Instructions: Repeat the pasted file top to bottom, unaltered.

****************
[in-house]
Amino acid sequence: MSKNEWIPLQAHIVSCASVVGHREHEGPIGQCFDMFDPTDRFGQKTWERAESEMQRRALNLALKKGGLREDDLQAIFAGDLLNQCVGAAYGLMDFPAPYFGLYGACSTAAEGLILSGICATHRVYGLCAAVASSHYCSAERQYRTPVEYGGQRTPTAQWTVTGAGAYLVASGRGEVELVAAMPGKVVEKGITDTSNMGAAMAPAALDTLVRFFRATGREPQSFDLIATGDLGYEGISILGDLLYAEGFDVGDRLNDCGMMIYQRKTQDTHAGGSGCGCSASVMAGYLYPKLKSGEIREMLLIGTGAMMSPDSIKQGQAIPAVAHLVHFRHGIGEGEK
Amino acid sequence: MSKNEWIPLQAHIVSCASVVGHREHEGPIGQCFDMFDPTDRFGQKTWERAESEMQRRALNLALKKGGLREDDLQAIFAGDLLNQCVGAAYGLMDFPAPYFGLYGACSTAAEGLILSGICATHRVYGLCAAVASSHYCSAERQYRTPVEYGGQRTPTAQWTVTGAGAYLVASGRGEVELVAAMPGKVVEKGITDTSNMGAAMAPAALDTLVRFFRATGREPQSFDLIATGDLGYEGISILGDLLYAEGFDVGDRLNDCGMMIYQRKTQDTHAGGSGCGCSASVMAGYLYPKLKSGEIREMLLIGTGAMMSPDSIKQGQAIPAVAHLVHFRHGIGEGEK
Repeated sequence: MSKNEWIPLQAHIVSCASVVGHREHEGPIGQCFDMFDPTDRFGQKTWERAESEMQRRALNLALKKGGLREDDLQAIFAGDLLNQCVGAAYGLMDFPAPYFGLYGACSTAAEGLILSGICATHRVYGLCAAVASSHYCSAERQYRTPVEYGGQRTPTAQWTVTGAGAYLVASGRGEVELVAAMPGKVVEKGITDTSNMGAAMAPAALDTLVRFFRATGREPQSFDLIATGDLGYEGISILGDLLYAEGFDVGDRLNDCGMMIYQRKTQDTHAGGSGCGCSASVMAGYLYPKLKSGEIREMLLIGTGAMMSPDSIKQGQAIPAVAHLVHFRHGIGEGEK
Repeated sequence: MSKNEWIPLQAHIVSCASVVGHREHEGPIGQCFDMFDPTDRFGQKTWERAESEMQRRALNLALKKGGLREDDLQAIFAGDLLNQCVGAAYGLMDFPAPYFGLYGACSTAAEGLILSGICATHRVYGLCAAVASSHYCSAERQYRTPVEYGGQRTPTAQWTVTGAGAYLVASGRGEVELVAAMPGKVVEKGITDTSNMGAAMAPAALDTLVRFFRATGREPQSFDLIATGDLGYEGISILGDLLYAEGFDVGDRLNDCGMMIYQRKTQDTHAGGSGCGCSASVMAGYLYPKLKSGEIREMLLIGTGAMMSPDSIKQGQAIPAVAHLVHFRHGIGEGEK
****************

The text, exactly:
[in-house]
Amino acid sequence: MSKNEWIPLQAHIVSCASVVGHREHEGPIGQCFDMFDPTDRFGQKTWERAESEMQRRALNLALKKGGLREDDLQAIFAGDLLNQCVGAAYGLMDFPAPYFGLYGACSTAAEGLILSGICATHRVYGLCAAVASSHYCSAERQYRTPVEYGGQRTPTAQWTVTGAGAYLVASGRGEVELVAAMPGKVVEKGITDTSNMGAAMAPAALDTLVRFFRATGREPQSFDLIATGDLGYEGISILGDLLYAEGFDVGDRLNDCGMMIYQRKTQDTHAGGSGCGCSASVMAGYLYPKLKSGEIREMLLIGTGAMMSPDSIKQGQAIPAVAHLVHFRHGIGEGEK
Amino acid sequence: MSKNEWIPLQAHIVSCASVVGHREHEGPIGQCFDMFDPTDRFGQKTWERAESEMQRRALNLALKKGGLREDDLQAIFAGDLLNQCVGAAYGLMDFPAPYFGLYGACSTAAEGLILSGICATHRVYGLCAAVASSHYCSAERQYRTPVEYGGQRTPTAQWTVTGAGAYLVASGRGEVELVAAMPGKVVEKGITDTSNMGAAMAPAALDTLVRFFRATGREPQSFDLIATGDLGYEGISILGDLLYAEGFDVGDRLNDCGMMIYQRKTQDTHAGGSGCGCSASVMAGYLYPKLKSGEIREMLLIGTGAMMSPDSIKQGQAIPAVAHLVHFRHGIGEGEK
Repeated sequence: MSKNEWIPLQAHIVSCASVVGHREHEGPIGQCFDMFDPTDRFGQKTWERAESEMQRRALNLALKKGGLREDDLQAIFAGDLLNQCVGAAYGLMDFPAPYFGLYGACSTAAEGLILSGICATHRVYGLCAAVASSHYCSAERQYRTPVEYGGQRTPTAQWTVTGAGAYLVASGRGEVELVAAMPGKVVEKGITDTSNMGAAMAPAALDTLVRFFRATGREPQSFDLIATGDLGYEGISILGDLLYAEGFDVGDRLNDCGMMIYQRKTQDTHAGGSGCGCSASVMAGYLYPKLKSGEIREMLLIGTGAMMSPDSIKQGQAIPAVAHLVHFRHGIGEGEK
Repeated sequence: MSKNEWIPLQAHIVSCASVVGHREHEGPIGQCFDMFDPTDRFGQKTWERAESEMQRRALNLALKKGGLREDDLQAIFAGDLLNQCVGAAYGLMDFPAPYFGLYGACSTAAEGLILSGICATHRVYGLCAAVASSHYCSAERQYRTPVEYGGQRTPTAQWTVTGAGAYLVASGRGEVELVAAMPGKVVEKGITDTSNMGAAMAPAALDTLVRFFRATGREPQSFDLIATGDLGYEGISILGDLLYAEGFDVGDRLNDCGMMIYQRKTQDTHAGGSGCGCSASVMAGYLYPKLKSGEIREMLLIGTGAMMSPDSIKQGQAIPAVAHLVHFRHGIGEGEK